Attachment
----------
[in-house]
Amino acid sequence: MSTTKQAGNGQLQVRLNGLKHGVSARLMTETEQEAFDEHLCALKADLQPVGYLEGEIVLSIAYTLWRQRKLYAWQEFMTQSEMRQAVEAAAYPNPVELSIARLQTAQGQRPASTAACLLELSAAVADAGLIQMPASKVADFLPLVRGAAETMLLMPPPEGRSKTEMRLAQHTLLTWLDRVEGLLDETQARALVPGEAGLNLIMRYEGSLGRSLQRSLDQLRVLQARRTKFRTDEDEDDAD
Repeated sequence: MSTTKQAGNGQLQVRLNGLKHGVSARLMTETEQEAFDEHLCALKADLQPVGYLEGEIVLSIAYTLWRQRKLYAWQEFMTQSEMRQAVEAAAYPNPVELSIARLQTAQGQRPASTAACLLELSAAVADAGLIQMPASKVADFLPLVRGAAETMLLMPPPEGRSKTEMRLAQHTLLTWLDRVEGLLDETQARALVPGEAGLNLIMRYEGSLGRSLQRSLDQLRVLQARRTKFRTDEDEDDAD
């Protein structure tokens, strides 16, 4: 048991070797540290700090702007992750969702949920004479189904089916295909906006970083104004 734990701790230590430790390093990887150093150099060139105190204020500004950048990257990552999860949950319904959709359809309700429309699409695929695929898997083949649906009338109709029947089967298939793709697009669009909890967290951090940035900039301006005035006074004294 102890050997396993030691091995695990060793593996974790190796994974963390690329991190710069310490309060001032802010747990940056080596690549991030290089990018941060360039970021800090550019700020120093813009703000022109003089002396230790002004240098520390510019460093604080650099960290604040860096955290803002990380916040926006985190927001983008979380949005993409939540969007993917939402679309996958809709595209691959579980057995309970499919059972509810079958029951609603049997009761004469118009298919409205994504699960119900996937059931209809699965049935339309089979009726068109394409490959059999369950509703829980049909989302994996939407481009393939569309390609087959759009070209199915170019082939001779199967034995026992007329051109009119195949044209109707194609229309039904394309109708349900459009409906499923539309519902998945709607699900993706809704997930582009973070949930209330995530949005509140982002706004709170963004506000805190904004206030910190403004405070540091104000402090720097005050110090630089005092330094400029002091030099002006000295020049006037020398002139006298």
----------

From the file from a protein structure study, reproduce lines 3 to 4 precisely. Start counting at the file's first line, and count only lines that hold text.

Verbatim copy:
Repeated sequence: MSTTKQAGNGQLQVRLNGLKHGVSARLMTETEQEAFDEHLCALKADLQPVGYLEGEIVLSIAYTLWRQRKLYAWQEFMTQSEMRQAVEAAAYPNPVELSIARLQTAQGQRPASTAACLLELSAAVADAGLIQMPASKVADFLPLVRGAAETMLLMPPPEGRSKTEMRLAQHTLLTWLDRVEGLLDETQARALVPGEAGLNLIMRYEGSLGRSLQRSLDQLRVLQARRTKFRTDEDEDDAD
């Protein structure tokens, strides 16, 4: 048991070797540290700090702007992750969702949920004479189904089916295909906006970083104004 734990701790230590430790390093990887150093150099060139105190204020500004950048990257990552999860949950319904959709359809309700429309699409695929695929898997083949649906009338109709029947089967298939793709697009669009909890967290951090940035900039301006005035006074004294 102890050997396993030691091995695990060793593996974790190796994974963390690329991190710069310490309060001032802010747990940056080596690549991030290089990018941060360039970021800090550019700020120093813009703000022109003089002396230790002004240098520390510019460093604080650099960290604040860096955290803002990380916040926006985190927001983008979380949005993409939540969007993917939402679309996958809709595209691959579980057995309970499919059972509810079958029951609603049997009761004469118009298919409205994504699960119900996937059931209809699965049935339309089979009726068109394409490959059999369950509703829980049909989302994996939407481009393939569309390609087959759009070209199915170019082939001779199967034995026992007329051109009119195949044209109707194609229309039904394309109708349900459009409906499923539309519902998945709607699900993706809704997930582009973070949930209330995530949005509140982002706004709170963004506000805190904004206030910190403004405070540091104000402090720097005050110090630089005092330094400029002091030099002006000295020049006037020398002139006298």